"We scrapped six outdated Topol mobile systems. This is the third such procedure conducted this year," the statement said.
The first two batches totaling 12 Topol systems this year were scrapped in March and May. All of the systems were based in the Udmurt Republic in the eastern Urals.
The Strategic Arms Reduction Treaty (START-I) was signed by the United States and the Soviet Union on July 31, 1991, five months before the Union collapsed, and remains in force between the U.S., Russia, and three other ex-Soviet states.
Belarus, Kazakhstan and Ukraine have since disposed of all their nuclear weapons or transferred them to Russia, and the U.S. and Russia have reduced the number of delivery vehicles to 1,600, with no more than 6,000 warheads. The treaty is set to expire December 5, 2009.
Topol (SS-25 Sickle) is a single-warhead intercontinental ballistic missile (ICBM) approximately the same size and shape as the U.S. Minuteman ICBM.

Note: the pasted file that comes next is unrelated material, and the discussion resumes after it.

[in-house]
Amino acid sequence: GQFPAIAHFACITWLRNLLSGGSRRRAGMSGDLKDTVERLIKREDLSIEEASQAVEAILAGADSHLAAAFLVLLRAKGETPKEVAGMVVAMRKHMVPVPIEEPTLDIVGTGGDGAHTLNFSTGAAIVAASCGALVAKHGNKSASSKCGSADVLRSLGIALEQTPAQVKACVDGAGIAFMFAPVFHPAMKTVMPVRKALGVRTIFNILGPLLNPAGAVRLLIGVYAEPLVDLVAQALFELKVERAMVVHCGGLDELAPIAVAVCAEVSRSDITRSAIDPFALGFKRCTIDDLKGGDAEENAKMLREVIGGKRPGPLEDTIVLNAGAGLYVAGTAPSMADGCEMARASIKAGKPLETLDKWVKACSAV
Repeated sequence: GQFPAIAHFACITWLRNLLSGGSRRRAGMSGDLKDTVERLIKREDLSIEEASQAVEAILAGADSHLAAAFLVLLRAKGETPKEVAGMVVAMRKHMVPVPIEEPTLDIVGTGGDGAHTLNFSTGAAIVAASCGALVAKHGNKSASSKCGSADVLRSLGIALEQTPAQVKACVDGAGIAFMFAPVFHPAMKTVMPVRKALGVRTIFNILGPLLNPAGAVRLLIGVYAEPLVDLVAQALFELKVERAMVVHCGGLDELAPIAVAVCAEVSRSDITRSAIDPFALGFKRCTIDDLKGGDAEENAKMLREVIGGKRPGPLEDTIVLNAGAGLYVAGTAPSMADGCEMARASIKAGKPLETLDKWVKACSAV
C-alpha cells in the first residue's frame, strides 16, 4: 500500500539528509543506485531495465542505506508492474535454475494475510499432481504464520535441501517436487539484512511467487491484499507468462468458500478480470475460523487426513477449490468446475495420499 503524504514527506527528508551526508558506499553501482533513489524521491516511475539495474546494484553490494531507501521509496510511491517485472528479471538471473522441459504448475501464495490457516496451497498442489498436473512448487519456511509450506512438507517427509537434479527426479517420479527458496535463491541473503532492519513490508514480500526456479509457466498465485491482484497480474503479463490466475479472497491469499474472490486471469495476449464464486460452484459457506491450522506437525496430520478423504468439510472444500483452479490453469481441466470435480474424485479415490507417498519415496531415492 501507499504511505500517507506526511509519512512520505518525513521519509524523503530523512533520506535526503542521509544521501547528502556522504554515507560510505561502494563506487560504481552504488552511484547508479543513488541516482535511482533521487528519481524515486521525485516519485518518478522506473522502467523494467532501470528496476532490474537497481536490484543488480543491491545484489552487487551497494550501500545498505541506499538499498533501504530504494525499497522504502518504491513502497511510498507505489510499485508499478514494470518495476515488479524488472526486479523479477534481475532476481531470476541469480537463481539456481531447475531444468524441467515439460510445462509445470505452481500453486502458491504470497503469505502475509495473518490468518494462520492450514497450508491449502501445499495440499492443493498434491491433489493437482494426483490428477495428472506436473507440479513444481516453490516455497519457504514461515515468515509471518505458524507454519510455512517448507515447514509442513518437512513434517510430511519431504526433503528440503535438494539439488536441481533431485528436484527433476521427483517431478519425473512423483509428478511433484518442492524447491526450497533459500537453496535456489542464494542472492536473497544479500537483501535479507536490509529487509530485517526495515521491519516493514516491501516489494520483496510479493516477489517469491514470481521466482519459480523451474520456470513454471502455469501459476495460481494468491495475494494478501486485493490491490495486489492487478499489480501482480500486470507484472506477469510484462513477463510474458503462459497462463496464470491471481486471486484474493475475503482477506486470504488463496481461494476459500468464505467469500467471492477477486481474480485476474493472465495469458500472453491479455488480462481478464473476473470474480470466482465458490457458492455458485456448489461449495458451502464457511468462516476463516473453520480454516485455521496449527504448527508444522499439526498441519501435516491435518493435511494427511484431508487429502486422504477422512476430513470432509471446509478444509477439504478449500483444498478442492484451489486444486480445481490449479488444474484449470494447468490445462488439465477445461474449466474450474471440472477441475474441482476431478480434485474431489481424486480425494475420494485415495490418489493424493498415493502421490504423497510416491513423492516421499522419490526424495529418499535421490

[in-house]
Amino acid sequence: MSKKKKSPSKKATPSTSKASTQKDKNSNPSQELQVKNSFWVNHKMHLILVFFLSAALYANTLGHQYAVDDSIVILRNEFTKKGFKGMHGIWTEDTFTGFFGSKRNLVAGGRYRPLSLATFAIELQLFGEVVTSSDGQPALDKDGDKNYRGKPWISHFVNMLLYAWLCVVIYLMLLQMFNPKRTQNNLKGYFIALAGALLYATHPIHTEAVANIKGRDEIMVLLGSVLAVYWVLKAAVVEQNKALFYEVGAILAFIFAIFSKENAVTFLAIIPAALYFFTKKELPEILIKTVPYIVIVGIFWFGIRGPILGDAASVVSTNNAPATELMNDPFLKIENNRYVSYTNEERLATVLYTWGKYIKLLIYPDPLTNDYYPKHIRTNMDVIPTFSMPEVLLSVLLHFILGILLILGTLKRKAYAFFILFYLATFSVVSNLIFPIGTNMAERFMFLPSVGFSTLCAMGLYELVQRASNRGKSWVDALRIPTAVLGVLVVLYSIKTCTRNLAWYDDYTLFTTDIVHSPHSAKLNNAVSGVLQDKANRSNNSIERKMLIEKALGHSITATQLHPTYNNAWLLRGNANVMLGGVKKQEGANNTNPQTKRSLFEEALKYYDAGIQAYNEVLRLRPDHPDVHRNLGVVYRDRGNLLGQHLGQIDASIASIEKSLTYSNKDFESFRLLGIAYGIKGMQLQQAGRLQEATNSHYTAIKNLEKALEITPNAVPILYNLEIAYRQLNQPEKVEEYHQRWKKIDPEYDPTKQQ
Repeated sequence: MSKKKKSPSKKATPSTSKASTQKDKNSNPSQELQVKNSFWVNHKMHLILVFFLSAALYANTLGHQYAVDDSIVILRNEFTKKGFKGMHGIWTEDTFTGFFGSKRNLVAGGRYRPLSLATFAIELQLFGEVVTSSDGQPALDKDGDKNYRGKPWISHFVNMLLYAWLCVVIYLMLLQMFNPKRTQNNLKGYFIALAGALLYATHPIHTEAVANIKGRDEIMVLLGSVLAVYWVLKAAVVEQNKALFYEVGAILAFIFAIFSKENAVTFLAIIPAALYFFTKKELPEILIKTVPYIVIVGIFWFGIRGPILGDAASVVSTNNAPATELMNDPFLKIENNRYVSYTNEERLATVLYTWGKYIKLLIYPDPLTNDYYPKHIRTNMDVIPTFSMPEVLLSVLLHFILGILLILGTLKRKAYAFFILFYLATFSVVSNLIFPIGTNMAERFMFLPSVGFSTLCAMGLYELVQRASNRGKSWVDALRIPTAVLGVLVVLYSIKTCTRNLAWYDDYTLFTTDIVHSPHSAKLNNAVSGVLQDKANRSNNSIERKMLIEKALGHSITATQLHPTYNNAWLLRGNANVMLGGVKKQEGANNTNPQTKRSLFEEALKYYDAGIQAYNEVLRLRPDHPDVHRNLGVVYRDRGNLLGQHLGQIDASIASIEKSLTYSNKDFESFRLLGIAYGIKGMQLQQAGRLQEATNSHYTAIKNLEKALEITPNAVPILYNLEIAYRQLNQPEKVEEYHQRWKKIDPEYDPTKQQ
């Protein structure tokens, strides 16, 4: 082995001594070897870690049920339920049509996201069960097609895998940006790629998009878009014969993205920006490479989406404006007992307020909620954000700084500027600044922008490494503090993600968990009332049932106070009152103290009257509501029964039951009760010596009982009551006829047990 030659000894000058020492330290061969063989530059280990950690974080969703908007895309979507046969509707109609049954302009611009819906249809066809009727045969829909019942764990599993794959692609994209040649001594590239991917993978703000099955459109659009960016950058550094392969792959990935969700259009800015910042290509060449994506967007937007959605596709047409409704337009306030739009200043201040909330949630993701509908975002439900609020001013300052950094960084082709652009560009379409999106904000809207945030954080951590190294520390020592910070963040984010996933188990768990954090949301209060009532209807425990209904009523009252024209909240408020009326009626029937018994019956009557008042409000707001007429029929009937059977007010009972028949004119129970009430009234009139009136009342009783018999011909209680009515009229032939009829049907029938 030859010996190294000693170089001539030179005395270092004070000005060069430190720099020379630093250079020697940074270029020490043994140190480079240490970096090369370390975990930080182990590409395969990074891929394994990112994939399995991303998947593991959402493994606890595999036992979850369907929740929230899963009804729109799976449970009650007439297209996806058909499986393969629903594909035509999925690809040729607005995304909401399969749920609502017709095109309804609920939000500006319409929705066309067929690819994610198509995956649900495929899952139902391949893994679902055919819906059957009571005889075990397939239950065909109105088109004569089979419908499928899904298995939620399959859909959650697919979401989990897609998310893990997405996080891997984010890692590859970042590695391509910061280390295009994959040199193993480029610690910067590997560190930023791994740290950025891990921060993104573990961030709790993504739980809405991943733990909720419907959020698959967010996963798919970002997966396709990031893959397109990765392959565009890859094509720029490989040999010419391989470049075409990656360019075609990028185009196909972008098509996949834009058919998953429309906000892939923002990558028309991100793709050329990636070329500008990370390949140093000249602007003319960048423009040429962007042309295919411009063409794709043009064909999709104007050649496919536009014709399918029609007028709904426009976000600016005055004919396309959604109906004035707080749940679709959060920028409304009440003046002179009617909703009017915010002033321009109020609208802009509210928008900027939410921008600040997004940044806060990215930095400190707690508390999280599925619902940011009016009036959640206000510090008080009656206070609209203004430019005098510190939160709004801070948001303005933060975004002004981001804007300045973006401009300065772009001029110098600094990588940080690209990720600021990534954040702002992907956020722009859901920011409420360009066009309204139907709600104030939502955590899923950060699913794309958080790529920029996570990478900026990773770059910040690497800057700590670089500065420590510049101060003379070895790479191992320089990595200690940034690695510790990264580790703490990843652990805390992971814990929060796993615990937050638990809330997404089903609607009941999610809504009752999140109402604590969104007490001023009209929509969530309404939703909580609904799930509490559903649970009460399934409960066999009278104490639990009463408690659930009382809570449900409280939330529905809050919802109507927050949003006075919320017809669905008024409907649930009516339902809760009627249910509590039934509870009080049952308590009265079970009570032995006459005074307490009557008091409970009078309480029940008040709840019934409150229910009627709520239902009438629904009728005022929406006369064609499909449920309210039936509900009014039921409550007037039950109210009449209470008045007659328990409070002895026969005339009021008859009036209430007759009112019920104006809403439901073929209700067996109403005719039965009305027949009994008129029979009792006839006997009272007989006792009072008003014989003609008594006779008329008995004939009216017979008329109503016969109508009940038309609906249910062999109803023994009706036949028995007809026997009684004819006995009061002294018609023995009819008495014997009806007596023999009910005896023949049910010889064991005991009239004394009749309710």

The first Topol missiles became operational in 1985, and at the time the START I Treaty was signed, the Soviet Union had some 290 Topol ICBMs deployed.
Although the service life of the SS-25 was extended to 21 years after a series of successful test launches last year, the missile will be progressively retired over the next decade and be replaced by a mobile version of the Topol-M (SS-27 Sickle B) missile.
The Strategic Missile Forces press service earlier said 36 mobile Topol ICBMs were dismantled in 2007 under close monitoring by U.S. inspectors.